Histology Techniques - Embedding

Paraffin Embedding

Since water and paraffin do not mix, the first step in embedding with paraffin is to replace the water in the tissues with a solvent that is miscible with paraffin. Following are the steps in paraffin embedding:

  1. Dehydration - It is the first part of the process. It is usually accomplished by transferring the block of tissue through a series of alcohol-water solutions beginning with 50 percent and running up to water-free or absolute alcohol.
  2. Clearing - The alcohol is replaced by Histoclear (a non-toxic substitute for xylol) or cedar oil, which is readily soluble in alcohol, and in turn, is replaced by melted paraffin.
  3. Embedding - The actual embedding takes place when the paraffin- infiltrated tissue is placed in fresh paraffin and the latter allowed to cool. It is important to remember that the xylol and other solvents will dissolve the fats of the tissues unless they are fixed by some special chemical such as osmic acid.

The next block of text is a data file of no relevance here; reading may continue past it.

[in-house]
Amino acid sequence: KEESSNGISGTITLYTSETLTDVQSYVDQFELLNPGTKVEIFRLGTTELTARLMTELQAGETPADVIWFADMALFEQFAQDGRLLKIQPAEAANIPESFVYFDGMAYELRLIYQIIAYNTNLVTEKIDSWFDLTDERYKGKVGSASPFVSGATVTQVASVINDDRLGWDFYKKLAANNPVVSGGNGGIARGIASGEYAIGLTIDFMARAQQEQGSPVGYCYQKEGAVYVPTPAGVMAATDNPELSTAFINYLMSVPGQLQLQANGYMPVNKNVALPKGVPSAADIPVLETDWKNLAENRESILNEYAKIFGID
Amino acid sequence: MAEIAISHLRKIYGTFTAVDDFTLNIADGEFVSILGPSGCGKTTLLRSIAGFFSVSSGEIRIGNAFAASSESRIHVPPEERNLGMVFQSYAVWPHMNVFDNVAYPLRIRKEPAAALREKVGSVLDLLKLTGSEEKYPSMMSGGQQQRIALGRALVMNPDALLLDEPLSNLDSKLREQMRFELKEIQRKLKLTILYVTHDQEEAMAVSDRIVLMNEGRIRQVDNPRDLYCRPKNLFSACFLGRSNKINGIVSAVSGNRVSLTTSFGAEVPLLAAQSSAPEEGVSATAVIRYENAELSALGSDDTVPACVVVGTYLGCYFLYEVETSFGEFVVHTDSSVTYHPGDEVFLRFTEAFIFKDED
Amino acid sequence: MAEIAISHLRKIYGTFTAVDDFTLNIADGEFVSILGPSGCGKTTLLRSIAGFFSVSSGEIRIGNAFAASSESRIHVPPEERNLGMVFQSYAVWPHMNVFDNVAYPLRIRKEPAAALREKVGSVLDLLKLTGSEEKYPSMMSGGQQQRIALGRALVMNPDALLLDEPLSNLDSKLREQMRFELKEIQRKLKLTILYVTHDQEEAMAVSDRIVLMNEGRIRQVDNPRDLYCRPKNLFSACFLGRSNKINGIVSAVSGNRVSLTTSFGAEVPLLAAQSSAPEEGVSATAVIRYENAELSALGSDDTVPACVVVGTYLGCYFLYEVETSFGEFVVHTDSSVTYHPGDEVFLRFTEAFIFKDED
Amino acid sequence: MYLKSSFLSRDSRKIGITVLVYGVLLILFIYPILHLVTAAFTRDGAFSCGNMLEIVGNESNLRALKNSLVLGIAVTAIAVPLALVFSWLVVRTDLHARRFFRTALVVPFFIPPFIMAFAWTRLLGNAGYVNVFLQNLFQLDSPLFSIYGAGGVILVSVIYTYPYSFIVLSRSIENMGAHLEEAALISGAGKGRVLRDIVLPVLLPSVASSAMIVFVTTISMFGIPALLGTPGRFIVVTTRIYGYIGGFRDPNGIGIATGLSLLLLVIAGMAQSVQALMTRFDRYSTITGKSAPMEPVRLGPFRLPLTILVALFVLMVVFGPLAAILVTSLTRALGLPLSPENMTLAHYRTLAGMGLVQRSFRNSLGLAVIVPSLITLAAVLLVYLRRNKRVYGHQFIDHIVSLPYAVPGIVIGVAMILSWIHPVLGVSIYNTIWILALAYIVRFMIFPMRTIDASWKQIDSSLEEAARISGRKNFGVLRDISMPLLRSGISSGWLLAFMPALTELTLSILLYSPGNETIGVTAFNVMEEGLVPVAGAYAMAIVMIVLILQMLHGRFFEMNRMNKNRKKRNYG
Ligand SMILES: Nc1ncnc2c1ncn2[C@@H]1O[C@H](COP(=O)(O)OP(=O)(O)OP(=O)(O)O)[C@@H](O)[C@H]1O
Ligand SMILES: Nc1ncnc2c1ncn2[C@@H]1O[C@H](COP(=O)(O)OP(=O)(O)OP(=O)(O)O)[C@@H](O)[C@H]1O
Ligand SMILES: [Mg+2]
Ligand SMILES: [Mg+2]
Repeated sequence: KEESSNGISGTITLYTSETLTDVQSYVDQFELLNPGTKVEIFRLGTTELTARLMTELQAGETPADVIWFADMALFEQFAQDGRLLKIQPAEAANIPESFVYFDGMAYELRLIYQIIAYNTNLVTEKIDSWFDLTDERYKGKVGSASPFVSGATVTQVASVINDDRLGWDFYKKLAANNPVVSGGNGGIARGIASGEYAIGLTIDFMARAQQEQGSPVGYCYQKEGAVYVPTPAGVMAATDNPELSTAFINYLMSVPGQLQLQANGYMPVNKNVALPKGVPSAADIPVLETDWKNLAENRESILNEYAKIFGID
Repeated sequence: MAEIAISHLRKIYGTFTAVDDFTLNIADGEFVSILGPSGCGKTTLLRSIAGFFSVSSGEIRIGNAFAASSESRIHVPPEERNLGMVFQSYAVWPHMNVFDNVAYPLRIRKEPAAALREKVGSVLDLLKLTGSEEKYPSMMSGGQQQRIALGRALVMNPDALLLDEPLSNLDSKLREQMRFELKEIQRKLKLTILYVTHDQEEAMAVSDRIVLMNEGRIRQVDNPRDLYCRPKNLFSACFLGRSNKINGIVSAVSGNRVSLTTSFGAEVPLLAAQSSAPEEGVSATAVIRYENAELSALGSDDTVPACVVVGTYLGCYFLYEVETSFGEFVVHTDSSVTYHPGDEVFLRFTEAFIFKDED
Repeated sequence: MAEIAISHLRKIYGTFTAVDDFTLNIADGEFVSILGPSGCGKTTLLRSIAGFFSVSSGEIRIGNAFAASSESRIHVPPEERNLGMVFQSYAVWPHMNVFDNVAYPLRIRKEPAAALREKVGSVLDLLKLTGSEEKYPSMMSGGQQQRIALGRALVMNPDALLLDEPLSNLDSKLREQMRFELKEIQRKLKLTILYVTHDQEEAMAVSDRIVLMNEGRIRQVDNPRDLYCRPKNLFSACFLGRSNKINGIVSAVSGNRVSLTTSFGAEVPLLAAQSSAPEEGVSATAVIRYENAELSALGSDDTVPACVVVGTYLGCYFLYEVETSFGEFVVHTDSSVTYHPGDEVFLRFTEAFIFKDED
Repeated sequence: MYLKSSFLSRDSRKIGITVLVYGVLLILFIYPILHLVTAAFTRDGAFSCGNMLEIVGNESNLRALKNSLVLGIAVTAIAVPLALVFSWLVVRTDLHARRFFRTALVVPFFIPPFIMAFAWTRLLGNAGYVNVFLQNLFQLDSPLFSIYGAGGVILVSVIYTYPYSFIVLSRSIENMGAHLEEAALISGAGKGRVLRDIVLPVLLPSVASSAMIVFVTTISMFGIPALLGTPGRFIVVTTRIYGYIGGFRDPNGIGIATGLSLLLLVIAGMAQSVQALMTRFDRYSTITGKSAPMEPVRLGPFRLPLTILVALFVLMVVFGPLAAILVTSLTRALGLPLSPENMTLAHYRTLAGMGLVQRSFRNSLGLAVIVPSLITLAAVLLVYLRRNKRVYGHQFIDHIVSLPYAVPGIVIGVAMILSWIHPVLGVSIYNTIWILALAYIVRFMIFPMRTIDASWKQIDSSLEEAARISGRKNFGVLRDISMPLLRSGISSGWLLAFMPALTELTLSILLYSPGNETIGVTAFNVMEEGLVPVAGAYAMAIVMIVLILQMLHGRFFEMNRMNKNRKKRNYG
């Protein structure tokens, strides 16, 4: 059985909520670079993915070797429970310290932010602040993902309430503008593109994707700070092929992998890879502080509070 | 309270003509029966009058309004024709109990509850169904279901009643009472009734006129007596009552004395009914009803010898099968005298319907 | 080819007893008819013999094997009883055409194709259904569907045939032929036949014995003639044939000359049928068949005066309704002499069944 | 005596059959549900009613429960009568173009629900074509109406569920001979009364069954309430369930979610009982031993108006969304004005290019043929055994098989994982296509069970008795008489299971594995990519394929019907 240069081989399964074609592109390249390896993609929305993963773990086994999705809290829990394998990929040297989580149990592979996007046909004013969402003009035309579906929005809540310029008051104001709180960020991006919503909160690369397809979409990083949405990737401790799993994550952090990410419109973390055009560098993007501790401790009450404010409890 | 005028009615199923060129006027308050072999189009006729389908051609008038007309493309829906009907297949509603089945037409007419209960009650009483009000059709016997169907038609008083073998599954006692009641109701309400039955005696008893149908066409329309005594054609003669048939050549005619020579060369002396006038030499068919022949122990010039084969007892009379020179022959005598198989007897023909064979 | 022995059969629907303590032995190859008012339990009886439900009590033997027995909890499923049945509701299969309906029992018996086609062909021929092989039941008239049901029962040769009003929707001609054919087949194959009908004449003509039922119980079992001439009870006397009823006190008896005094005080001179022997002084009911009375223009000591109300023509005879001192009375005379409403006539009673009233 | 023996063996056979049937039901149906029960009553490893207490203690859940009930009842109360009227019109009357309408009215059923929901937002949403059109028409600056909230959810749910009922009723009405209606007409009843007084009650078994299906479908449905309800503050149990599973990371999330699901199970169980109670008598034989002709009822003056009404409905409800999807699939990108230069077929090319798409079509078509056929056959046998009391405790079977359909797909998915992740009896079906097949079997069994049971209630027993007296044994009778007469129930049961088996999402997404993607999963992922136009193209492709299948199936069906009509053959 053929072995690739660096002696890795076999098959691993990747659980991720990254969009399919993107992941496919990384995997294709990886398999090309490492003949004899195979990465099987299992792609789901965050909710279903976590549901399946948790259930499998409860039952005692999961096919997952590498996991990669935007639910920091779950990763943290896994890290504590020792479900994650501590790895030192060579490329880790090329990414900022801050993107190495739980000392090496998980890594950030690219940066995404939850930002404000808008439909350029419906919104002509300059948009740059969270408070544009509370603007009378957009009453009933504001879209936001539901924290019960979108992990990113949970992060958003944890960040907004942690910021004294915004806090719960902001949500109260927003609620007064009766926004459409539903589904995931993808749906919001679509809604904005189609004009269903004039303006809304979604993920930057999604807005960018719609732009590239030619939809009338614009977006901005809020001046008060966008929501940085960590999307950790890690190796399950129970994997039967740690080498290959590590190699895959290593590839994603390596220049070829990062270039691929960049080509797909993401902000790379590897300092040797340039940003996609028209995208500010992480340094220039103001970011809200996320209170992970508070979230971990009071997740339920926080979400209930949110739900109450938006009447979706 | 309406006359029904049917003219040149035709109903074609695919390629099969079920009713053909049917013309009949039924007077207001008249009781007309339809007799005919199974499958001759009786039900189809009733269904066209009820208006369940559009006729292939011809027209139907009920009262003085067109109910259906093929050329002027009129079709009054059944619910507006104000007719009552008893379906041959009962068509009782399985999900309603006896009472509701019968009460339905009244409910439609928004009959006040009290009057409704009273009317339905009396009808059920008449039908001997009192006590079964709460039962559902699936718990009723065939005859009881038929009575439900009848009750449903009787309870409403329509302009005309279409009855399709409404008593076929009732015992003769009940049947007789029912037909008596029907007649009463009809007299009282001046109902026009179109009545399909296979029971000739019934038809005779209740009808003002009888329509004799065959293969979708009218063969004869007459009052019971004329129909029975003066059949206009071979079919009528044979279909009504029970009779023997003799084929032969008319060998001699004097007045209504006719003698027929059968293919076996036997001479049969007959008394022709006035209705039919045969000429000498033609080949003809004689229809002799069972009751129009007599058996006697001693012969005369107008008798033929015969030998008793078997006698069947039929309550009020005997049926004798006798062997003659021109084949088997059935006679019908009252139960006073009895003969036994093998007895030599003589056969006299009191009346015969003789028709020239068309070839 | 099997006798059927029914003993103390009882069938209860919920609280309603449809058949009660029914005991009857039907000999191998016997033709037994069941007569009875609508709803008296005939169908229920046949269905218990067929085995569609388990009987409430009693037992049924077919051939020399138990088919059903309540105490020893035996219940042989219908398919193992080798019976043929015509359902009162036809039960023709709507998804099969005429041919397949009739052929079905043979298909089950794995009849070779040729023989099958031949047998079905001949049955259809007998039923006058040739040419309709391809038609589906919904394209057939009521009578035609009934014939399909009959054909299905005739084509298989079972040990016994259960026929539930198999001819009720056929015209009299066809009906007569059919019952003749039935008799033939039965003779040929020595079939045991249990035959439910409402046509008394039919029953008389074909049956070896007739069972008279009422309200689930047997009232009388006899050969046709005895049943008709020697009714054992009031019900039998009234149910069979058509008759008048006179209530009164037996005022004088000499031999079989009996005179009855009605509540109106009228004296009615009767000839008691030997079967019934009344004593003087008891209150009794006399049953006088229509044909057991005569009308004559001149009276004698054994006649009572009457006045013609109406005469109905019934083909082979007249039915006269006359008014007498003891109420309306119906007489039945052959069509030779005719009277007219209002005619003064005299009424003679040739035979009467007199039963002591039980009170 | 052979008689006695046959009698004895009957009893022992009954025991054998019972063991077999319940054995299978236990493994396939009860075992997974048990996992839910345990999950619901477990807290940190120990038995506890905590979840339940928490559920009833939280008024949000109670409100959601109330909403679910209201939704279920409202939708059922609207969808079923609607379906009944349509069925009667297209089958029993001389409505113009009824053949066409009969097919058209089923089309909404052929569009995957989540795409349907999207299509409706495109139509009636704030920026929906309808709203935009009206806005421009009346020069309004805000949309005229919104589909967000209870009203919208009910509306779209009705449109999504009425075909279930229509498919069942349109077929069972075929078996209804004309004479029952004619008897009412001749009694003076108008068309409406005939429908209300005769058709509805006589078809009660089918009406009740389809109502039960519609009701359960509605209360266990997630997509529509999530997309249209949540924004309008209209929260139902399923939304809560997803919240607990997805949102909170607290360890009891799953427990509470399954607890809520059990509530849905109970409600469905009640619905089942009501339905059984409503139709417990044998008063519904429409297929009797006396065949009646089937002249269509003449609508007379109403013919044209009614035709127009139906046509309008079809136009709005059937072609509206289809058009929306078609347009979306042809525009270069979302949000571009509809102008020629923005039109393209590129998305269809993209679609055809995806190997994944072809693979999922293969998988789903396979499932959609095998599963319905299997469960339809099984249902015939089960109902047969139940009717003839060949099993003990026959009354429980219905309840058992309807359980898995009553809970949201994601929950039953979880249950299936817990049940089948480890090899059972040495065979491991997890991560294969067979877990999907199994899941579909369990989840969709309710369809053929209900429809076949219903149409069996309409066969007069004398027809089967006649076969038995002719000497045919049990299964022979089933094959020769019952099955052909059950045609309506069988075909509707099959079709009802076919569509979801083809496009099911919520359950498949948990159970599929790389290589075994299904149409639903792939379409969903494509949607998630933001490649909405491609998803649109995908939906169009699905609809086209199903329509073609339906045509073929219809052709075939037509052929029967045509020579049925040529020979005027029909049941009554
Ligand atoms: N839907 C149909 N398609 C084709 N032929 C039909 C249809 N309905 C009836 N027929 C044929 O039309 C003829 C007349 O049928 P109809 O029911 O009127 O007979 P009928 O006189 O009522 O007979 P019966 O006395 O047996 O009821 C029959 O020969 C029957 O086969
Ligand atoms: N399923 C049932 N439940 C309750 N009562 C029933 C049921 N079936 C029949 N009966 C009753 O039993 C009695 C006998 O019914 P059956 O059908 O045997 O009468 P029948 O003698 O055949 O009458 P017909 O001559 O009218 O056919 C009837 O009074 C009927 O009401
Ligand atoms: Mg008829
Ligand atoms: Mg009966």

Celloidin Embedding

Celloidin is dissolved in equal parts of absolute alcohol and ether. The tissue is dehydrated in alcohol in the same way as for paraffin except that it is transferred from absolute alcohol to a dilute solution of celloidin. As the alcohol and ether evaporate, they are replaced by more concentrated celloidin. It is finally hardened in chloroform and stored in 80 percent alcohol. It is a much longer process than paraffin but causes much less shrinkage and distortion. It is used especially in examination of the eye and brain.

Epoxy Embedding

Introduction of epoxy embedding media has greatly reduced artifacts due to shrinkage and also has allowed thinner sectioning than was possible with paraffin. The thinner sections (approximately 1 u) may be viewed after staining with the light microscope or may be sectioned thinner and examined by electron microscopy.